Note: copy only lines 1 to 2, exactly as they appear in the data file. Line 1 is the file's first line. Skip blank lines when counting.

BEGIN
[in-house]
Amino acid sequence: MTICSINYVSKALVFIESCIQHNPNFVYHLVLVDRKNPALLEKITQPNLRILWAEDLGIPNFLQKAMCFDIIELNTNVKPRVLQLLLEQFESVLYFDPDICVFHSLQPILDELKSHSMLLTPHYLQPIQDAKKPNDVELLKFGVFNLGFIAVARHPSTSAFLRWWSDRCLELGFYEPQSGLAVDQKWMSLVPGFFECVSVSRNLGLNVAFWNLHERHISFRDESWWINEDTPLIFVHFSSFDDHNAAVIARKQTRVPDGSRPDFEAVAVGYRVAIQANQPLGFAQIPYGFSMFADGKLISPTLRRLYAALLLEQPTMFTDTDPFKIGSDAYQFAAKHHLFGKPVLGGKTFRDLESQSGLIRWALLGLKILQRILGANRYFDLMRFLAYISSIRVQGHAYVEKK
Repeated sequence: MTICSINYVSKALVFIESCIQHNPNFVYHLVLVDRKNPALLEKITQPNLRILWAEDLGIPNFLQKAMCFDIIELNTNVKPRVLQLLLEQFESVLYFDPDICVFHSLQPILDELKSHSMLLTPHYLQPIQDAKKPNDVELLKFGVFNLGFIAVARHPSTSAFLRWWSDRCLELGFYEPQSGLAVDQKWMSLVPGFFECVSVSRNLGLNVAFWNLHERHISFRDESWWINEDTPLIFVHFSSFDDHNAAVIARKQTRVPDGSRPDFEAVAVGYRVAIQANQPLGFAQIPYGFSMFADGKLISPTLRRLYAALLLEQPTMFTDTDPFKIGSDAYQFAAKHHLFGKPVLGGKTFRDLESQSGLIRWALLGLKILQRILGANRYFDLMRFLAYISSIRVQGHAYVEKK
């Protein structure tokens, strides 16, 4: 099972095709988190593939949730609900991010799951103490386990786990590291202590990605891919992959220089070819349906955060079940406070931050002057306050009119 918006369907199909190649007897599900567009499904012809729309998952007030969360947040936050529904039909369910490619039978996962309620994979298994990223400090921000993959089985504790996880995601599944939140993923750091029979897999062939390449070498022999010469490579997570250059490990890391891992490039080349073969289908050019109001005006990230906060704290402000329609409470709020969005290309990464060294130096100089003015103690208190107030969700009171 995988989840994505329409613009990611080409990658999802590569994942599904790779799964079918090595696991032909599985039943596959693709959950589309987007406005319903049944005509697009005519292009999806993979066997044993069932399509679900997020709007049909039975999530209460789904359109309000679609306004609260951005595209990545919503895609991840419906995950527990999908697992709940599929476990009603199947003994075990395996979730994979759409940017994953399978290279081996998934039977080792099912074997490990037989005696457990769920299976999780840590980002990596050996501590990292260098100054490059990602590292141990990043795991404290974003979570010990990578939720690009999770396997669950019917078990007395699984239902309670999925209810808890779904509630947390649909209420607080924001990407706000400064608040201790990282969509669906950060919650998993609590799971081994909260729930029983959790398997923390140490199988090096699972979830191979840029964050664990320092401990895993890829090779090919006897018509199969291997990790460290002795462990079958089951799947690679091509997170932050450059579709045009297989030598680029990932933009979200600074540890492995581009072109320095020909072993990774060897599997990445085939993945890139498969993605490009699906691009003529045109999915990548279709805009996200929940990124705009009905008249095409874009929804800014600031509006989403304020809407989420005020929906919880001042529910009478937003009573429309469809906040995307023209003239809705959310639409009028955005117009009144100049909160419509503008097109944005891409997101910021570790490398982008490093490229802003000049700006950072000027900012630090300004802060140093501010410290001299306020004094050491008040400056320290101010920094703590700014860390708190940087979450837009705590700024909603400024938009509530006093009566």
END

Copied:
[in-house]
Amino acid sequence: MTICSINYVSKALVFIESCIQHNPNFVYHLVLVDRKNPALLEKITQPNLRILWAEDLGIPNFLQKAMCFDIIELNTNVKPRVLQLLLEQFESVLYFDPDICVFHSLQPILDELKSHSMLLTPHYLQPIQDAKKPNDVELLKFGVFNLGFIAVARHPSTSAFLRWWSDRCLELGFYEPQSGLAVDQKWMSLVPGFFECVSVSRNLGLNVAFWNLHERHISFRDESWWINEDTPLIFVHFSSFDDHNAAVIARKQTRVPDGSRPDFEAVAVGYRVAIQANQPLGFAQIPYGFSMFADGKLISPTLRRLYAALLLEQPTMFTDTDPFKIGSDAYQFAAKHHLFGKPVLGGKTFRDLESQSGLIRWALLGLKILQRILGANRYFDLMRFLAYISSIRVQGHAYVEKK